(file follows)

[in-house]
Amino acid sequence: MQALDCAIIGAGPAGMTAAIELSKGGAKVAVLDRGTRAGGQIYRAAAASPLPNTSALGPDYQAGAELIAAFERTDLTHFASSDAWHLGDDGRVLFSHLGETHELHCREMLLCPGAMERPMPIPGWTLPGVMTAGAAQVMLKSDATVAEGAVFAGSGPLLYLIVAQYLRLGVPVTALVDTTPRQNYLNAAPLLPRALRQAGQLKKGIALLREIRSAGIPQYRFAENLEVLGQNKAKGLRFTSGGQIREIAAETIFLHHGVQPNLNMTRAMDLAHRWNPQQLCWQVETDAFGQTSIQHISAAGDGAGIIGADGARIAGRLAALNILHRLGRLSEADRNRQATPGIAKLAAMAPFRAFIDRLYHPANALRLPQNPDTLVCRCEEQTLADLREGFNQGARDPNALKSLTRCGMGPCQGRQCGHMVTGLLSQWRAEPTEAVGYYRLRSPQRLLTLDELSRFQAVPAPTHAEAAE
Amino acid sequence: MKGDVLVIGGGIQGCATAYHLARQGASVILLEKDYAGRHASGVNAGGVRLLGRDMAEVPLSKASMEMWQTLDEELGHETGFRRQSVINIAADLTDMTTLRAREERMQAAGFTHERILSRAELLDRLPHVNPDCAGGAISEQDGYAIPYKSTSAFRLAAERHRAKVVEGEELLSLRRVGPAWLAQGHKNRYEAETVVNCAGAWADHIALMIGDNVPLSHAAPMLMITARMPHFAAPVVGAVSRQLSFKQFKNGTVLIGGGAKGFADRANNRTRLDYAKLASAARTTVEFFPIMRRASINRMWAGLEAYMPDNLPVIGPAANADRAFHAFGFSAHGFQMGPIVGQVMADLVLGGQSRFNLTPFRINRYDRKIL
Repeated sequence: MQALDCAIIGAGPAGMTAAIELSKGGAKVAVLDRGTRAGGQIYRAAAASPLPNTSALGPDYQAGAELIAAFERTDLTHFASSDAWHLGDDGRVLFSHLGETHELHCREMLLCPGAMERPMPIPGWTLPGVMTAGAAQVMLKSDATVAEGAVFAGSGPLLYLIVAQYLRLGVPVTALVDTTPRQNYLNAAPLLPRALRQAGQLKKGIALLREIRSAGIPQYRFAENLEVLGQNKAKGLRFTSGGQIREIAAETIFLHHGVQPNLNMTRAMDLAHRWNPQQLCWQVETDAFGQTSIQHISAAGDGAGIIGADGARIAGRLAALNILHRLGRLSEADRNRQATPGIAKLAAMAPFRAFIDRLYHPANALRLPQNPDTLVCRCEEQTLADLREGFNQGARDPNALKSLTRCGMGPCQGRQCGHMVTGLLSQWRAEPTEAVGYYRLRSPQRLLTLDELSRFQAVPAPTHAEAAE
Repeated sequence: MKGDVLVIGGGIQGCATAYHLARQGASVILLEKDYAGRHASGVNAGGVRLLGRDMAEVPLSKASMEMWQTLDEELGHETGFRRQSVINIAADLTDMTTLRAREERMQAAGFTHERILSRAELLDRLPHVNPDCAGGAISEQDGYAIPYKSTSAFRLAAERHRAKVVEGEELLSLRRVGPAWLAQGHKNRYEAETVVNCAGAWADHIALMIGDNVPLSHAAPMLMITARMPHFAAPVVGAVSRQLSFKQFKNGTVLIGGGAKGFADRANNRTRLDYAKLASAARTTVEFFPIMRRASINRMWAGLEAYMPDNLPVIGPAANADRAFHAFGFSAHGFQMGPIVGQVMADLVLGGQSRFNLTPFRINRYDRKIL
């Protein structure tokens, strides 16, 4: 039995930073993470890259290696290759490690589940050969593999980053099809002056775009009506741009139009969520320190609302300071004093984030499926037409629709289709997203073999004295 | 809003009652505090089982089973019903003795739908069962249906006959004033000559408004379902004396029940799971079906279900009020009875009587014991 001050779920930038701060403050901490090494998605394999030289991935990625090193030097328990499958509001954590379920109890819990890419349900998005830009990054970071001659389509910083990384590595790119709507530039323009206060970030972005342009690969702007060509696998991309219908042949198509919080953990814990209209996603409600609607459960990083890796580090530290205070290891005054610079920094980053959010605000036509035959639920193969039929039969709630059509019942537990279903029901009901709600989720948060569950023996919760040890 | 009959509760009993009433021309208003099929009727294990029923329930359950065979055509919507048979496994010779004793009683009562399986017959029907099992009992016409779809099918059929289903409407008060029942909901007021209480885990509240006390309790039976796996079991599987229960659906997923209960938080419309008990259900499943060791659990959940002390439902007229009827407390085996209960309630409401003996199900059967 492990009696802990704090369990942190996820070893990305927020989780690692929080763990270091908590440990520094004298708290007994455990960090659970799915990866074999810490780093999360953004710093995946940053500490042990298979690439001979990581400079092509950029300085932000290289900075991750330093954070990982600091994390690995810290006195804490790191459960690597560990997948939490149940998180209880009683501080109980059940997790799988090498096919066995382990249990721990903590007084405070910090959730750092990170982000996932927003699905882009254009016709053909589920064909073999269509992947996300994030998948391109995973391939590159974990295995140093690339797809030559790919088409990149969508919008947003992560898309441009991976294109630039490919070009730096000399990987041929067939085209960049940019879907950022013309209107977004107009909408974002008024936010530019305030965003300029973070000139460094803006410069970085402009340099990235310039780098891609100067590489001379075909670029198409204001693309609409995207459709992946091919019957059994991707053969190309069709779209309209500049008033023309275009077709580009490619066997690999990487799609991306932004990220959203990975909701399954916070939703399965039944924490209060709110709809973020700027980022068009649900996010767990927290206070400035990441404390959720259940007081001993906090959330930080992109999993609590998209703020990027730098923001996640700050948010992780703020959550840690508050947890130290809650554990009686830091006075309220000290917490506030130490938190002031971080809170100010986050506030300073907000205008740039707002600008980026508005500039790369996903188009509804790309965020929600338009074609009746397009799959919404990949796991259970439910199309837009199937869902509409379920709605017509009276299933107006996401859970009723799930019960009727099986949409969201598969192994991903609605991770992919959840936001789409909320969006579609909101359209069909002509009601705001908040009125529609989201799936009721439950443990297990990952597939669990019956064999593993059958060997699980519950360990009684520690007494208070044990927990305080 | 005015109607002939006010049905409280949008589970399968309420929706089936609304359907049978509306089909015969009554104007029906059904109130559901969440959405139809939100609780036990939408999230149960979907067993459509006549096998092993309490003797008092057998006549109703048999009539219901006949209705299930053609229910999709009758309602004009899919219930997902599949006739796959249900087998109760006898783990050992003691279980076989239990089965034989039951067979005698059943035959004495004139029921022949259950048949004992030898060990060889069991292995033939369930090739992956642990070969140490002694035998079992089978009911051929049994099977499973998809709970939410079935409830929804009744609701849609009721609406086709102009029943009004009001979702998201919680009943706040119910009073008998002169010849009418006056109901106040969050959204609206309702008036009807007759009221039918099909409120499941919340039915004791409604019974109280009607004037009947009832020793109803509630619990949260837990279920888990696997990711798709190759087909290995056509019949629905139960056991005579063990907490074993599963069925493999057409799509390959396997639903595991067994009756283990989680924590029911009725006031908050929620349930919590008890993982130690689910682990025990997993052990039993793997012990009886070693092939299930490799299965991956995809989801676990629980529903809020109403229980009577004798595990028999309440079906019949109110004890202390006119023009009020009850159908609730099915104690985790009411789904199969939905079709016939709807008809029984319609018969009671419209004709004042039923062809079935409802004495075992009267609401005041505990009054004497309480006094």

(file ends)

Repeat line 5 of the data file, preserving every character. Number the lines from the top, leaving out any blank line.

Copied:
Repeated sequence: MKGDVLVIGGGIQGCATAYHLARQGASVILLEKDYAGRHASGVNAGGVRLLGRDMAEVPLSKASMEMWQTLDEELGHETGFRRQSVINIAADLTDMTTLRAREERMQAAGFTHERILSRAELLDRLPHVNPDCAGGAISEQDGYAIPYKSTSAFRLAAERHRAKVVEGEELLSLRRVGPAWLAQGHKNRYEAETVVNCAGAWADHIALMIGDNVPLSHAAPMLMITARMPHFAAPVVGAVSRQLSFKQFKNGTVLIGGGAKGFADRANNRTRLDYAKLASAARTTVEFFPIMRRASINRMWAGLEAYMPDNLPVIGPAANADRAFHAFGFSAHGFQMGPIVGQVMADLVLGGQSRFNLTPFRINRYDRKIL